Gold prices soared to new highs Friday, gaining as much as $59.40 US, or 3.3 per cent, to $1,881.40 US an ounce.
By midday, bullion for December delivery had given up a large part of that, but was still trading on the New York Mercantile Exchange at $1,852.40, up $30.40.
The metal was headed for its seventh consecutive week of gains, the longest string of advances in almost four and half years.
Investors have been pouring into gold, looking for a place to conserve wealth amid concerns about the possibility of a U.S. downturn, Europe's debt crisis or inflation after extensive government stimulus spending.
South Korea's central bank purchased gold for the first time since the Asian financial crisis more than a decade ago as it seeks to diversify the country's increasing pot of foreign reserve holdings.
The gold portion of South Korea's official foreign reserves surged to $1.32 billion at the end of July from $80 million at the end of June, the Bank of Korea said earlier this month.
Morgan Stanley on Thursday joined other analysts and cut its global economic growth forecast for this year and next, saying that the U.S. and the 17 countries that use the euro were "hovering dangerously close to a recession."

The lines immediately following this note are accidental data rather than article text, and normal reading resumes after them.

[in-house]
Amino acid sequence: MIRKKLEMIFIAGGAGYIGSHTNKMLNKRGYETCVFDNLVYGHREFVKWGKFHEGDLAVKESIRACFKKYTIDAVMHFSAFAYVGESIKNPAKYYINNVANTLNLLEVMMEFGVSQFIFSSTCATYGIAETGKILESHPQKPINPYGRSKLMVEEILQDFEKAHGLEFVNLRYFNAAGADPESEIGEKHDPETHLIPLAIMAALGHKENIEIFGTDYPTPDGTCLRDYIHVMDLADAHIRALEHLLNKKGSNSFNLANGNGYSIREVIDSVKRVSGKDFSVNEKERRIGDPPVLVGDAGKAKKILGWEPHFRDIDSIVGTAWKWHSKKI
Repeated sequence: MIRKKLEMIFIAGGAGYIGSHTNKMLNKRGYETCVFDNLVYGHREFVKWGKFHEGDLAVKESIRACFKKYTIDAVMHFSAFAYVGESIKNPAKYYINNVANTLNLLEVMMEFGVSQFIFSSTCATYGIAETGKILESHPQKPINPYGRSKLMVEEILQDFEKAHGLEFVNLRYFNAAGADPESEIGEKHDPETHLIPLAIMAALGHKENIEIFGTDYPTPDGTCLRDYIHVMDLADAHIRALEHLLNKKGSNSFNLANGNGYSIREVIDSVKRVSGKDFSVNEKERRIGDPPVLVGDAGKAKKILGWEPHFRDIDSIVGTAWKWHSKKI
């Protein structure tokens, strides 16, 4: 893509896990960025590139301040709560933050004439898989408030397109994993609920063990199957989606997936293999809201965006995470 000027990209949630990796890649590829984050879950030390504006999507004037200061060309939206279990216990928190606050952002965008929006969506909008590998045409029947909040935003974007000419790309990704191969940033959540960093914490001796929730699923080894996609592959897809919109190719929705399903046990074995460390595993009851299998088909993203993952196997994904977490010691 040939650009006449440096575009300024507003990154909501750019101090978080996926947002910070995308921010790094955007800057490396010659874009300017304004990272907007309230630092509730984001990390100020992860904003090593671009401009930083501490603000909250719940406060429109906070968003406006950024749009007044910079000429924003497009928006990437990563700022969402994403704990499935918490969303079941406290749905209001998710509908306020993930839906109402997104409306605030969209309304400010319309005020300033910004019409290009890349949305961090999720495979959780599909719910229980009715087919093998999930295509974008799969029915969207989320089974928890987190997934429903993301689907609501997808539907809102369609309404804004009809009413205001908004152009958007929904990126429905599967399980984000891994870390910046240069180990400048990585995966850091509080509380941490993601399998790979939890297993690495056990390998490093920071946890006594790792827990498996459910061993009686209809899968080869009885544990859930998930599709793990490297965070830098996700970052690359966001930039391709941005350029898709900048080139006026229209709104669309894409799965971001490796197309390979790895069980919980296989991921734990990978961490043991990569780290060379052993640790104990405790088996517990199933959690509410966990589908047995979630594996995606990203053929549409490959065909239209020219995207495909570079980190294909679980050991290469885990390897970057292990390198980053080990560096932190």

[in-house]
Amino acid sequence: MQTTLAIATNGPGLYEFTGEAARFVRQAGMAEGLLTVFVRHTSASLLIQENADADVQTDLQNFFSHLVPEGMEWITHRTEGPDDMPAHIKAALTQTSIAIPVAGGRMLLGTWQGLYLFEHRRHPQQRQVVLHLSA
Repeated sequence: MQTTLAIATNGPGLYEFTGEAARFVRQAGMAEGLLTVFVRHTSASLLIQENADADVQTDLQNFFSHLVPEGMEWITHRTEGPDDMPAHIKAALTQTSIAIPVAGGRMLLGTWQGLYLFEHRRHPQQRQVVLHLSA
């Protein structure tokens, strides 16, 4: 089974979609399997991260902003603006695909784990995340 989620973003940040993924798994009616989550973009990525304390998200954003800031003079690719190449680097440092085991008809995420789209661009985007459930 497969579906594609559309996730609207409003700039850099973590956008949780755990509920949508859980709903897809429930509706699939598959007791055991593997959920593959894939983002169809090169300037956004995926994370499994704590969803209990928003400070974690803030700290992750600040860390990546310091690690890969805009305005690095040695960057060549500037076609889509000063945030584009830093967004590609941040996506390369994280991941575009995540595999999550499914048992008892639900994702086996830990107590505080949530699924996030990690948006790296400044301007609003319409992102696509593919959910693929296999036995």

In October 2007, gold sold for about $740 an ounce. A little over a year later, it rose above $1,000 for the first time.
This past March, it began rocketing up. It's up more than 25 per cent since July 1, and has risen by seven per cent this week alone. The price has steadily risen for 11 straight years.
The shares of gold mining companies have not followed the metal's price up by anything nearly as much. In six months, the Toronto Stock Exchange's S&P/TSX Global Gold Index has gained only three per cent.
Some investors warn gold prices are a bubble ready to burst.
Cetin Ciner, a professor of finance at the University of North Carolina-Wilmington, said gold is near a peak and people who buy now are blindly chasing the rising price.
"I'm thinking of it as like the dot-com stocks," Ciner said.